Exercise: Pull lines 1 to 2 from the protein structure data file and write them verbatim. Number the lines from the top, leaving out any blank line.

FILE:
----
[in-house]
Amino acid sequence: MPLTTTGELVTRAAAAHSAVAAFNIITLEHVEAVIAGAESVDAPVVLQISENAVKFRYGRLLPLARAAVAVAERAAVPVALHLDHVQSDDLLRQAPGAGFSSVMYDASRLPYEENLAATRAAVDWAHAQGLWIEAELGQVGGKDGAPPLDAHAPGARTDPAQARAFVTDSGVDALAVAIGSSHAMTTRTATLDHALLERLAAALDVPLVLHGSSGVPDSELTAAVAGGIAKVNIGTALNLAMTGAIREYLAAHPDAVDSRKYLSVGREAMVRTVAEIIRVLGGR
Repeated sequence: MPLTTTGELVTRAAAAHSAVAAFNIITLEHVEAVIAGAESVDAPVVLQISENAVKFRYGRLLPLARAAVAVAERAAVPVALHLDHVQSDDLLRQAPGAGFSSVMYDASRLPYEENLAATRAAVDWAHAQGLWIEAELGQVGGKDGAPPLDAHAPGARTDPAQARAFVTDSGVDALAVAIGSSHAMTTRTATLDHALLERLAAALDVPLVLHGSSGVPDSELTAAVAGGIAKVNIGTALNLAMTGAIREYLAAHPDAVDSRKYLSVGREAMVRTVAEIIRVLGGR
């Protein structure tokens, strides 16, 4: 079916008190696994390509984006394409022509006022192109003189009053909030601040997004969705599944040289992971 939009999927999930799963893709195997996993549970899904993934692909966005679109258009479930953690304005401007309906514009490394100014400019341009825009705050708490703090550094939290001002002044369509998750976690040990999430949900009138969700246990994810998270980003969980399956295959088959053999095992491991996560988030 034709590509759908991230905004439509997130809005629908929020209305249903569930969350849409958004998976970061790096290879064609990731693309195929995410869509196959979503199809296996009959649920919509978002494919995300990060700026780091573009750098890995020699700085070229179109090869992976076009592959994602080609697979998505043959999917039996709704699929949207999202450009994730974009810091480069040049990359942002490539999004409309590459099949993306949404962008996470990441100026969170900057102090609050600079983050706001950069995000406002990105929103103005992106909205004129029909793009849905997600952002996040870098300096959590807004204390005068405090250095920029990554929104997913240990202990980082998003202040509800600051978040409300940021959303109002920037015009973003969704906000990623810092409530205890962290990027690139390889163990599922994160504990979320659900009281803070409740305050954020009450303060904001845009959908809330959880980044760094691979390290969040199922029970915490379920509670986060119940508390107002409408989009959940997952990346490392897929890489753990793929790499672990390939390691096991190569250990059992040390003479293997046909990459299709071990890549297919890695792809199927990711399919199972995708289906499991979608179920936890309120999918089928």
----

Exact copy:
[in-house]
Amino acid sequence: MPLTTTGELVTRAAAAHSAVAAFNIITLEHVEAVIAGAESVDAPVVLQISENAVKFRYGRLLPLARAAVAVAERAAVPVALHLDHVQSDDLLRQAPGAGFSSVMYDASRLPYEENLAATRAAVDWAHAQGLWIEAELGQVGGKDGAPPLDAHAPGARTDPAQARAFVTDSGVDALAVAIGSSHAMTTRTATLDHALLERLAAALDVPLVLHGSSGVPDSELTAAVAGGIAKVNIGTALNLAMTGAIREYLAAHPDAVDSRKYLSVGREAMVRTVAEIIRVLGGR